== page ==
SEEKONK, Mass. (WPRI) – Massachusetts voters have approved Question 1, also known as “Right to Repair,” which would provide independent repair shops expanded access to wirelessly transmitted mechanical data, according to preliminary election results.

The law requires all new automobiles sold in Massachusetts, starting with the model year 2022, to come with “telematics systems” with open access data platforms. In layman’s terms, newer cars typically have the ability to collect and transmit mechanical data to remote servers, which can diagnose problems and can let owners know if repairs are needed.

Currently, automobile manufacturers are largely in control of such data, which advocates of the Right to Repair law have argued creates unfair competition because independent repair shops cannot work on newer vehicles unless the manufacturers provide the information. As a result, “car owners are steered toward more expensive dealer repair options,” according to advocates.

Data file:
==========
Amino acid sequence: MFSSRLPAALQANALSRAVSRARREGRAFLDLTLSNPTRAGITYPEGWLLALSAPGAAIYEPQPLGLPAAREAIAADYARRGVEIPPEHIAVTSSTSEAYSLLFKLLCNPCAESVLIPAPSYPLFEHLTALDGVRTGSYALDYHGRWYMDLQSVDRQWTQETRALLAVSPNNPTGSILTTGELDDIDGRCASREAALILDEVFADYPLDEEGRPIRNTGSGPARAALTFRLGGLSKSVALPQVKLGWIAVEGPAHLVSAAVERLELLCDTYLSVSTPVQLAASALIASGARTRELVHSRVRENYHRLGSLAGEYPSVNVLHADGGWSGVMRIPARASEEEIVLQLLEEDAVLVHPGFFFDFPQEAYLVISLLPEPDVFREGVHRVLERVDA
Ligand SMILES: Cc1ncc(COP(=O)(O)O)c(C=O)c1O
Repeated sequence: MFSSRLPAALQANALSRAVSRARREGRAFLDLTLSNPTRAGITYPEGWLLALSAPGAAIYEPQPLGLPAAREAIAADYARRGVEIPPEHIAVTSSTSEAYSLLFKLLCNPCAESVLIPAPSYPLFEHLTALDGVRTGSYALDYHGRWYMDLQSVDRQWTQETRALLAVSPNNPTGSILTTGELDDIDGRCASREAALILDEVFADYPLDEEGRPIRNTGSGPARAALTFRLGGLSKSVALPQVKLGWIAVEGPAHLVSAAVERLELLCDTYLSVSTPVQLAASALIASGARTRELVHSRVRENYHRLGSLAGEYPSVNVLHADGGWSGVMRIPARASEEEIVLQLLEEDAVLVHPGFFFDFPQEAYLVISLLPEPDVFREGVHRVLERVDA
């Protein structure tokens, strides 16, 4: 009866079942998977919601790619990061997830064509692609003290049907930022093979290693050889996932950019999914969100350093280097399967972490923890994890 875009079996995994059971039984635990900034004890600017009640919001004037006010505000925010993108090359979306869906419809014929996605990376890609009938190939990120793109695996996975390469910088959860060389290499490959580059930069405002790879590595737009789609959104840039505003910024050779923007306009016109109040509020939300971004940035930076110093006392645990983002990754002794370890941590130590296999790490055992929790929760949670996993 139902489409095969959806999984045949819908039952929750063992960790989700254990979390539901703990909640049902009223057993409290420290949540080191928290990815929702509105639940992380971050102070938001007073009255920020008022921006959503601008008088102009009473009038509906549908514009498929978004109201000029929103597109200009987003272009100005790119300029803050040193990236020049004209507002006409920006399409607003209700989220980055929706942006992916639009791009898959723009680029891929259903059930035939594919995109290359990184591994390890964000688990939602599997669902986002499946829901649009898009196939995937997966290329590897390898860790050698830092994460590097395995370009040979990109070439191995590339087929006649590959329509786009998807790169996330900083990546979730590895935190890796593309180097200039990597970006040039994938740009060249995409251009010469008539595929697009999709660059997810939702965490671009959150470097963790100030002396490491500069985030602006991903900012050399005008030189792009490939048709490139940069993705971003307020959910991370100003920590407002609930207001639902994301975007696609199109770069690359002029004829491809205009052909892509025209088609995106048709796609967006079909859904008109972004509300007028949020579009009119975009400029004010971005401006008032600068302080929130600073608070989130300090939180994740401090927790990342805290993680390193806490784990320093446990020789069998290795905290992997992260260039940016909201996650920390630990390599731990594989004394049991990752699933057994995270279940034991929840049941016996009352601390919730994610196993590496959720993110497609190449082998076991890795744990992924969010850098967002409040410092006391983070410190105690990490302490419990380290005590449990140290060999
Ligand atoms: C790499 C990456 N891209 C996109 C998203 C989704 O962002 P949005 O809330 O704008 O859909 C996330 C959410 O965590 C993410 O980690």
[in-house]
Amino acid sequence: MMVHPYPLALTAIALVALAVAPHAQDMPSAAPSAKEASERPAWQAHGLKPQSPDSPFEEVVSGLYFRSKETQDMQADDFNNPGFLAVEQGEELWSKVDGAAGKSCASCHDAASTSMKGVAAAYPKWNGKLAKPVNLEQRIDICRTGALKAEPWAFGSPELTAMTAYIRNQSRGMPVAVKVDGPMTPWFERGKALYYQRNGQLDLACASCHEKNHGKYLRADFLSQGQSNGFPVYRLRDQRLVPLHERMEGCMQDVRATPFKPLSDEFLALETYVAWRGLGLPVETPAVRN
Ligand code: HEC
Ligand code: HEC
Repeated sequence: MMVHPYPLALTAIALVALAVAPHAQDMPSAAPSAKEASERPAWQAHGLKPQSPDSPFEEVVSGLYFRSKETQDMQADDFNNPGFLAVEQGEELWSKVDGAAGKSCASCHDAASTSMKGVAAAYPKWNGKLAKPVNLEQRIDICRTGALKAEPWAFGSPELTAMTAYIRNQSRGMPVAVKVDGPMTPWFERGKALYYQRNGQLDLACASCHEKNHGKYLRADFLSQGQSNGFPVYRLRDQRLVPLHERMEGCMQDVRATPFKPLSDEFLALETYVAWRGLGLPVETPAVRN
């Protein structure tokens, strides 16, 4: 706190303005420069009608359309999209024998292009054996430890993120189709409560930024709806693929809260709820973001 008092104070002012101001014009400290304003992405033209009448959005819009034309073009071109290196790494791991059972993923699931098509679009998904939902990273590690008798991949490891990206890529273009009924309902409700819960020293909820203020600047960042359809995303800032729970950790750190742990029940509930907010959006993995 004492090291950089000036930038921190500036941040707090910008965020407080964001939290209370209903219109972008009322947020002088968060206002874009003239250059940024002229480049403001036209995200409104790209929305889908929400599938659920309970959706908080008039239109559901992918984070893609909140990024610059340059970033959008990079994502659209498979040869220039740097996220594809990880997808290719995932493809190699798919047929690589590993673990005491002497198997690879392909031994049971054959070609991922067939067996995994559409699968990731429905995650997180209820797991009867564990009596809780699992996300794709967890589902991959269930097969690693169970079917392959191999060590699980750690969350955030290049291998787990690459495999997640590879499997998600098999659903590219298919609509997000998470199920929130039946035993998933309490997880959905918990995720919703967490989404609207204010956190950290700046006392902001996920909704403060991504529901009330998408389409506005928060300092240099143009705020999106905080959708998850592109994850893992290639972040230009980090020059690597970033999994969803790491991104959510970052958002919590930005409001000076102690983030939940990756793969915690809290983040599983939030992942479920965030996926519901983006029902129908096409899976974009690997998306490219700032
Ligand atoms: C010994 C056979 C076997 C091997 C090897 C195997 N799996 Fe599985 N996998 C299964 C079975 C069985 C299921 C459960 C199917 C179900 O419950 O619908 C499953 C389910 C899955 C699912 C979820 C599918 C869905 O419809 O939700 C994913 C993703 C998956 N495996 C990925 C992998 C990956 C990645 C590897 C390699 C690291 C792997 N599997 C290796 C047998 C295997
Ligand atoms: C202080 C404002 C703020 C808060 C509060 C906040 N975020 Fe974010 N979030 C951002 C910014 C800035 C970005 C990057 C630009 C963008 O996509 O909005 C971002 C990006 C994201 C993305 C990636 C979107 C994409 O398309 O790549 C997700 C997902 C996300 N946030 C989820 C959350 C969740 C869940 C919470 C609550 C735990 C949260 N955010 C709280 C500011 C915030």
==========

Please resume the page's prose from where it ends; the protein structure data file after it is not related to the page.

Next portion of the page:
Opponents of Question 1 tried to sway voters by arguing the law had nothing to with fixing cars, but was rather a “data grab by third parties who want to gather your personal vehicle information and access it remotely, including location data in real time.” Opposition groups also said such access could enable abusers to track down and monitor domestic abuse victims.